“We check the winds, as monarchs do not like to fly over water so they will leave with a north wind to fly over to Door County, Wisconsin,” said Jamison. “Peninsula Point is the southernmost point for monarchs in our area to fly over Lake Michigan.”
The Monarch Research Project at Peninsula Point, which depends on financial support from local organizations like Wildlife Unlimited of Delta County and the work of volunteers, collects data that is sent to various universities and has resulted in several research publications.
Those interested in volunteering can contact Janet Ekstrum at email@example.com or 906-474-6442, ext. 140.
“It’s a neat thing to do if you’re retired and all you do is golf,” said Rosie Spindler, who has volunteered to monitor larva at Peninsula Point for the past five years. She became interested in monarch conservation after a trip to visit butterfly preserves in Mexico where monarchs winter.
For those who don’t live in the central U.P., there are other opportunities for citizen scientists to get involved in studying monarchs — learn more at the Monarch Joint Venture website. Michigan residents also can help inform conservation decisions in the state by reporting monarch sightings at the Journey North web page.
The eastern population of monarch butterflies has declined by 80 percent over the last 20 years due mainly to habitat loss.
And this year’s measurement of the eastern monarch overwintering population in Mexico showed a 27 percent decrease compared to last year, likely due to an extreme winter storm.
Efforts to restore and maintain monarch habitat can help monarchs rebound and reverse the population decline.
“Because of the tremendous migration they make, monarchs need a variety of habitats,” said Dan Kennedy, endangered species coordinator for the Michigan Department of Natural Resources. “In the summer, they lay their eggs on milkweed because that’s the only plant their caterpillars will eat.
“Monarchs also need habitat to overwinter in, not to mention habitat where they can stop and refuel along the way. They are very active insects and require a wide variety of flowering plants to provide the food they need to survive and make their long journey.”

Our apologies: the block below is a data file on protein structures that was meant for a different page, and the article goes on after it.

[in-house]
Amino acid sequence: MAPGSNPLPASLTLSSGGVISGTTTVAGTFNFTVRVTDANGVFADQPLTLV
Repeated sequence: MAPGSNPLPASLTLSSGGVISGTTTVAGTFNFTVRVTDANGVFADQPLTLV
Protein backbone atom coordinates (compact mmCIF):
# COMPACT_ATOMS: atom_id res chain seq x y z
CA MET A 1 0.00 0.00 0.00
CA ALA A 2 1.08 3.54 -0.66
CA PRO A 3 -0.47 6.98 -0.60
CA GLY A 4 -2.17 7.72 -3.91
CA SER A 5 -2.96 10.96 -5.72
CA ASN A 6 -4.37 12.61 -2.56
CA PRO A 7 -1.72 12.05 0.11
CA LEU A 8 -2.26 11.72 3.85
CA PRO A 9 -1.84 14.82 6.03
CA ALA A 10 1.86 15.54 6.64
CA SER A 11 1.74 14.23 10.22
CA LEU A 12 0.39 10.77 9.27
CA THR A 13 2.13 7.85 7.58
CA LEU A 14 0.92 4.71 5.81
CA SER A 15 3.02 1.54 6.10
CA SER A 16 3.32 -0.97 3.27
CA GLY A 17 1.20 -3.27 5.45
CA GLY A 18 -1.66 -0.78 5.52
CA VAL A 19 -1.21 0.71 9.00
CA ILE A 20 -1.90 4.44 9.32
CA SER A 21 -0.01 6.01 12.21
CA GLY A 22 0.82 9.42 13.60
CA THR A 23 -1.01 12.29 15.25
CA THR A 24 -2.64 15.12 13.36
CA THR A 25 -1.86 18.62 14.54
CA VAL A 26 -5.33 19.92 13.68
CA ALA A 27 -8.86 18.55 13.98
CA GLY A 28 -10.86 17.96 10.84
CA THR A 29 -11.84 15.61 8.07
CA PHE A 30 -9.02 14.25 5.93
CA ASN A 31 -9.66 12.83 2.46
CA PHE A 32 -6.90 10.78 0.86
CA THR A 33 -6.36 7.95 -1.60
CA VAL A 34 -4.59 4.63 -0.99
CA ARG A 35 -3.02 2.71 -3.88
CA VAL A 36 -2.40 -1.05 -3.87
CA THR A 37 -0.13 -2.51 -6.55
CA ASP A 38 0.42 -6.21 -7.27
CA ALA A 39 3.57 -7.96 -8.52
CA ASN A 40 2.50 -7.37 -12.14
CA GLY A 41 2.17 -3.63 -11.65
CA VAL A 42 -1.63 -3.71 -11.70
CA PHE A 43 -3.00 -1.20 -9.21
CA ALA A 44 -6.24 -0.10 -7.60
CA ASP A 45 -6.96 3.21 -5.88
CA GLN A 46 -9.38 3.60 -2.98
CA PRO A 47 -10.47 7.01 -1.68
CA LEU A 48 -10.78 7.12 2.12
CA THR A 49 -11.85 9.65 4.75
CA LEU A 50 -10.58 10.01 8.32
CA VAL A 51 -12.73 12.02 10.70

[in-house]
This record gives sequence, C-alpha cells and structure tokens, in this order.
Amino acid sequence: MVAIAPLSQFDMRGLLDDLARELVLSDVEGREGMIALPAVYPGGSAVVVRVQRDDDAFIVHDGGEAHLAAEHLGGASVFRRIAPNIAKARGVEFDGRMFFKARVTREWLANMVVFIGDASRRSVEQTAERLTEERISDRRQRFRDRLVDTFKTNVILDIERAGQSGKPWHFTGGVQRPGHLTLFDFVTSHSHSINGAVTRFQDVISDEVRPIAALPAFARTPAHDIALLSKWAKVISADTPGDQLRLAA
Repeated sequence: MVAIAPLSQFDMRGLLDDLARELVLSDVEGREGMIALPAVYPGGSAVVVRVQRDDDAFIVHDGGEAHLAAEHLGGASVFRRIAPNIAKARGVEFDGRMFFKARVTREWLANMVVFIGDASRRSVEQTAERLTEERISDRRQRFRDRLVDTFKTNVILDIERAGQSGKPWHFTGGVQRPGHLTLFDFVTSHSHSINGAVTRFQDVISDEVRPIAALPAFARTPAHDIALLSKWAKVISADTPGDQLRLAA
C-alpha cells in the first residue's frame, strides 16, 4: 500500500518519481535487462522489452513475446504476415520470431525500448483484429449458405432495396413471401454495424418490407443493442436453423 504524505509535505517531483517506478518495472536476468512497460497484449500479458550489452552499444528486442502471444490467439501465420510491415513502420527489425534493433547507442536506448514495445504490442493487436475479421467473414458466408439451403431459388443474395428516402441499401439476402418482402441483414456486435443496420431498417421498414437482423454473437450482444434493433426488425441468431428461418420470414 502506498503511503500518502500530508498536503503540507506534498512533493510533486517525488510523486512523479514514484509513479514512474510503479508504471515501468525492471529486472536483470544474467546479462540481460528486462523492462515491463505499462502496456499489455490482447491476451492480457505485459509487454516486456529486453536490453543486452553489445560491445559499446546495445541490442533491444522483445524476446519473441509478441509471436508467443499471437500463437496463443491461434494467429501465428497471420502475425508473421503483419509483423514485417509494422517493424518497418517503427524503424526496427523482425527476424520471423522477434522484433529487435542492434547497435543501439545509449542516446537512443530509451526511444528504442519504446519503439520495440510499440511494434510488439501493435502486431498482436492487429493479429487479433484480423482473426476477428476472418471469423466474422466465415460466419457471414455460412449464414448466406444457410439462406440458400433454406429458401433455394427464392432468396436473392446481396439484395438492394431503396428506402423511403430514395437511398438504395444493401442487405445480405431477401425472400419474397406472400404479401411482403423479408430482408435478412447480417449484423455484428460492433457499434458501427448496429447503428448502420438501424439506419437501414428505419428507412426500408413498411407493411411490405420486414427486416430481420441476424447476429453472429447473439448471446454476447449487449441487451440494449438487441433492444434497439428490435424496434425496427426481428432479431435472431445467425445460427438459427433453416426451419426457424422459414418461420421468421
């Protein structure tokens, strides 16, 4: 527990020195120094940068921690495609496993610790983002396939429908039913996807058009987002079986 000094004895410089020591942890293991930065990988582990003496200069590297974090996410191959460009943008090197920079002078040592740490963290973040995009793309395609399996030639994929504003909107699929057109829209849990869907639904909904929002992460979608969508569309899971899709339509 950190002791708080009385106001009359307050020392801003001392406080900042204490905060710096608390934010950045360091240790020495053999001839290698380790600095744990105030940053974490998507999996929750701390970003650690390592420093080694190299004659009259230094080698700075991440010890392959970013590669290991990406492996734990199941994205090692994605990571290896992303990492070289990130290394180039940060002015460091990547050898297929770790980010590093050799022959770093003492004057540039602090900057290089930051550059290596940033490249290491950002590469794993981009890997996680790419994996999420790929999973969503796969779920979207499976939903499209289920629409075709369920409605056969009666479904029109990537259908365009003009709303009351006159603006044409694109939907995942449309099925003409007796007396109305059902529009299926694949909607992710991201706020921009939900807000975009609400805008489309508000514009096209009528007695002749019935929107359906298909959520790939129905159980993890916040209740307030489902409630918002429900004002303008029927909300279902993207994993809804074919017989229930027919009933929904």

Grasslands, vitally important to many species, including monarchs and other pollinators, have become increasingly rare.
“Making sure pollinators have habitat that supports milkweed and other native, flowering plants is important to preserving these key species,” said Kennedy.
Through several habitat enhancement projects, the DNR — along with many partners, organizations and volunteers — is working to increase habitat for monarchs and other pollinators in Michigan.
“Because of the critical role these insects play in the ecosystem, as well as people’s lives, it is up to us to help keep these pollinator populations abundant and healthy,” Kennedy said.
For example, in southern Michigan, the DNR is working to restore and enhance grassland and pollinator habitat at the Shiawassee River State Game Area in Saginaw County and in Barry County’s Barry State Game Area.
In addition to the DNR’s efforts, many other organizations are supporting projects to improve pollinator habitat in Michigan. In June, TransCanada partnered with the Save Our Monarchs Foundation and many volunteers to plant 6,000 native wildflowers around TransCanada’s Woolfolk Gas Plant in Big Rapids, Michigan.
Currently, 4,000 acres already are being utilized as pollinator habitat. As part of their Pollinator Pathway Initiative, the organizations will continue their plan to seed an additional 7,000 acres across other TransCanada rights-of-way with native wildflowers this fall.
“Our existing assets align remarkably well with the monarch migratory route between Mexico and Canada,” said Brad Stermer, environmental specialist, operations and engineering for TransCanada. “Through our environmental partnership with Save Our Monarchs we have an opportunity to play a larger role in directly supporting pollinator health over the long term.”
Even for those who don’t have a large amount of land, there are ways to create habitat that helps pollinators. More information about creating habitat for monarchs and other pollinators is available on the Monarch Joint Venture page.
Other helpful resources include the U.S. Fish and Wildlife Service’s steps for building a pollinator garden and the Michigan State University Extension’s Pollinators & Pollination page, which also offers information on gardening for pollinators.
Find out more about ways to help pollinators in Michigan by visiting mi.gov/wildlife and clicking on the Monarchs in Michigan box.